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Physical Compatibility

What types of devices read CD-R discs?
What types of devices read CD-RW discs?
What is MultiRead?
What is MultiPlay?
Why can’t all DVD devices read CD-R and CD-RW discs?


What types of devices read CD-R discs?

Once written, CD-R discs closely mimic the optical characteristics of prerecorded (pressed) CDs. As a result, they can be read on almost any computer CD-ROM drive, CD-R or CD-R/RW recorder or MultiRead-compliant DVD-ROM drive or recorder. Additionally, CD-R discs are compatible with most consumer electronics devices including portable, car and set-top CD audio players and MultiPlay-compliant DVD-Video players and recorders. All DVD devices that read CD-R discs do not necessarily display the MultiRead or MultiPlay logos. If in doubt, consult with the hardware manufacturer.

What types of devices read CD-RW discs?

Written CD-RW discs have slightly different optical characteristics (lower reflectivity and signal modulation) than prerecorded (pressed) and written CD-R discs and therefore are not as widely compatible. They can be read only on MultiRead-compliant CD-ROM drives, CD-R/RW recorders and MultiRead-compliant DVD-ROM drives and recorders. CD-RW discs are, in addition, compatible with some consumer electronics devices including MultiPlay-compliant portable, car and set-top CD audio players and MultiPlay-compliant DVD-Video players and recorders. Again, all CD and DVD devices that read CD-RW discs do not necessarily display the MultiRead or MultiPlay logos. If in doubt, consult with the hardware manufacturer.

What is MultiRead?

The MultiRead specification was created by OSTA in 1997 to provide hardware manufacturers with the requirements necessary to make CD-ROM drives and recorders read CD-RW discs. MultiRead also bridges the differences between CD and DVD technologies and provides the framework for DVD-ROM drives and recorders to read CD-R and CD-RW discs. Specifically, MultiRead requires that compatible drives read Red Book CD audio and CD-ROM information contained on prerecorded (pressed), CD-R and CD-RW discs.

Examples of Discs Readable by
MultiRead-Compliant Drives and Recorders

Type of Disc CD-ROM Drive CD-R Recorder CD-R/RW Recorder DVD-ROM Drive DVD-R/-RW Recorder DVD-RAM Recorder DVD+R/+RW Recorder
CD-DA disc yes yes yes yes yes yes yes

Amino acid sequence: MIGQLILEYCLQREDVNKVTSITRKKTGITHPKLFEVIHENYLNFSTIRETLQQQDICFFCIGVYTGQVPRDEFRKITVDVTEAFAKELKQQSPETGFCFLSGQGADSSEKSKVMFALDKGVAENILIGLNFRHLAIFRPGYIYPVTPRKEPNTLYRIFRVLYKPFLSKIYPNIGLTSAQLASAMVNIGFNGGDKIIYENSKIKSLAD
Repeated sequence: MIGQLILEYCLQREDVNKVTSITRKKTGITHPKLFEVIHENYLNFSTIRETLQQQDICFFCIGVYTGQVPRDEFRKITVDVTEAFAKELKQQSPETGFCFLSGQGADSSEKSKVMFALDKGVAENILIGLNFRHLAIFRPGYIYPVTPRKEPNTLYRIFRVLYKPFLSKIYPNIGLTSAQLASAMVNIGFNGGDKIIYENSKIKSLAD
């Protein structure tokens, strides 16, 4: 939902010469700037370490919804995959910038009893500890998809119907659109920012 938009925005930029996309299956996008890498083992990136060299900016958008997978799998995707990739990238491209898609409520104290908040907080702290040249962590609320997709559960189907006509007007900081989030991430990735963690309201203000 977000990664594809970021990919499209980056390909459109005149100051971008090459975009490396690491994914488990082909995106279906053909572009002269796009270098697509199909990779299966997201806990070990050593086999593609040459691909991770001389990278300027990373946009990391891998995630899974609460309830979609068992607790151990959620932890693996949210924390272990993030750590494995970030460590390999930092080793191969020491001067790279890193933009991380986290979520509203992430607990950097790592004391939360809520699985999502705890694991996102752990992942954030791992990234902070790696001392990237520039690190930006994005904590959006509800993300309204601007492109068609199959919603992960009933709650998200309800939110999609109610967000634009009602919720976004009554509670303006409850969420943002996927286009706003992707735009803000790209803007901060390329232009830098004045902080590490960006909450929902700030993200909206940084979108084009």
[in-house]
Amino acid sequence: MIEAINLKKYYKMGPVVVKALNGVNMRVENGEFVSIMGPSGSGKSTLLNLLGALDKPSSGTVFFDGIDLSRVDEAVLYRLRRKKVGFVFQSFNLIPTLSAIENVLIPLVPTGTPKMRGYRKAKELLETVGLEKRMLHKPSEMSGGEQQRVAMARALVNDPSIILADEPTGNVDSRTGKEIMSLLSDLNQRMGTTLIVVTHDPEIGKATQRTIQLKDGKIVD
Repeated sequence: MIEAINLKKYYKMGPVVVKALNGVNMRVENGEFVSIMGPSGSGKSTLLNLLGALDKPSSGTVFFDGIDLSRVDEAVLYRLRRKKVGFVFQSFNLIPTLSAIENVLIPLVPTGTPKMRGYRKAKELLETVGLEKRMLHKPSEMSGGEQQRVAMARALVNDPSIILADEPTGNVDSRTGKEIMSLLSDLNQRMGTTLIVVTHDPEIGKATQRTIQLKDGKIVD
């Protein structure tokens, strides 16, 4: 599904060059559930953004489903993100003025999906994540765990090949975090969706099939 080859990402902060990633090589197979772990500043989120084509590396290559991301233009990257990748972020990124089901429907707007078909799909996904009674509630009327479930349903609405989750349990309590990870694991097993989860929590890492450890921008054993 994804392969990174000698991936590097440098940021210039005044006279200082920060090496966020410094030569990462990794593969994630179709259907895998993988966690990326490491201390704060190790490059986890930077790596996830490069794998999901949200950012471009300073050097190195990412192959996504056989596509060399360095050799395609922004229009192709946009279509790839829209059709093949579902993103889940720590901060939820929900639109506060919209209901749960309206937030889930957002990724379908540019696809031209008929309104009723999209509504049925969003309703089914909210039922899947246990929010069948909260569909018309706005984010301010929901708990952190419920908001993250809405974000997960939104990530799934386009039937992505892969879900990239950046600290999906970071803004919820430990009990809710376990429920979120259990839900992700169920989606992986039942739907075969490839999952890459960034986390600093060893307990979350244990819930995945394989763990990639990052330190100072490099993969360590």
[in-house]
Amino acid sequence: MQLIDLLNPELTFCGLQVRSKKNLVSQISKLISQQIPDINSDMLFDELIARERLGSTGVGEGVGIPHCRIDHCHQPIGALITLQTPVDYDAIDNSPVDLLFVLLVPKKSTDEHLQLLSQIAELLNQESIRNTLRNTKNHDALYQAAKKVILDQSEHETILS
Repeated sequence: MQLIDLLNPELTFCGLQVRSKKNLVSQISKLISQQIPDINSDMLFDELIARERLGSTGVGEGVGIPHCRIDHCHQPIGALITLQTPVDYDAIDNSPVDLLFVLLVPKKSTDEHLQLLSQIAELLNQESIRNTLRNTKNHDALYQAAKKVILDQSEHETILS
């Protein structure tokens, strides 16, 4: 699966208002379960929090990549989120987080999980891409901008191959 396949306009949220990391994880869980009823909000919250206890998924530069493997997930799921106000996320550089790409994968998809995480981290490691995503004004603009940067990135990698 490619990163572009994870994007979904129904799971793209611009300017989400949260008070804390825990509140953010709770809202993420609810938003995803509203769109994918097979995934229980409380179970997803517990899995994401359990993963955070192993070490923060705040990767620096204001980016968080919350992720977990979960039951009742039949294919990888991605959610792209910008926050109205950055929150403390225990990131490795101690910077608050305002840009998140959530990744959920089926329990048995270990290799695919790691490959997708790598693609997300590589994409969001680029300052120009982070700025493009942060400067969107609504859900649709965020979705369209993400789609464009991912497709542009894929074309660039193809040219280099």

CD-ROM disc yes yes yes yes yes yes yes
CD-R disc yes yes yes yes yes yes yes
CD-RW disc yes yes yes yes yes yes yes

What is MultiPlay?

The MultiPlay specification was created by OSTA in 2000 to provide hardware manufacturers with the requirements necessary to make CD and DVD consumer electronics devices play CD-R and CD-RW discs. Specifically, MultiPlay requires that all compatible devices play prerecorded (pressed), CD-R and CD-RW discs in Red Book audio format. As well, devices with CD-Text and VideoCD capabilities must also play these formats when written on CD-R and CD-RW discs.

Why can’t all DVD devices read CD-R and CD-RW discs?

DVD format specifications deal with elements of disc design and not the hardware that reads them. As a result, DVD device manufacturers are free to incorporate whatever features they like into their products, including deciding which types of discs are supported. Consumer demand and cost considerations are taken into account by manufacturers who then construct their products and marketing accordingly.

In addition to these market forces a number of technical issues come into play. Despite appearances to the contrary, a CD and a DVD are distinctively different physically from each other. For example, a DVD disc uses a substrate half as thick as does a CD (0.6 mm vs. 1.2 mm) as well as smaller pit and lands and has less distance between the coils of the data track. A DVD is also read using a shorter wavelength laser (650 nm red vs. 780 nm infra-red) through an optical lens with a larger numerical aperture (0.60 vs. 0.45). Thus, DVD devices which also read prerecorded (pressed) CDs employ a number of tactics to accommodate these differences. However, a CD-R disc has its own unique construction so reading it requires additional hardware components.

Unlike the molded plastic pits of a prerecorded disc the optical responses of the organic dyes used in the recording layer of a CD-R disc are carefully designed to function in the 780 nm range used by CD drives and recorders. Consequently, when a CD-R disc is read using the shorter 650 nm DVD laser wavelength the signals returned from the disc are greatly diminished and may not be read reliably. DVD devices that are designed to read DVD and CD-R discs (such as those compliant with MultiRead and MultiPlay specifications) compensate for this problem by incorporating dual laser optical pickups to generate both 650 nm and 780 nm wavelengths.

A CD-RW disc is a little different. The optical response of the phase change material used in its recording layer is not as wavelength dependent as organic dye in a CD-R and can be read using a 650 nm laser. However, because a CD-RW disc has relatively low reflectivity and signal modulation the optical systems of some DVD devices may not be sensitive enough to read it.

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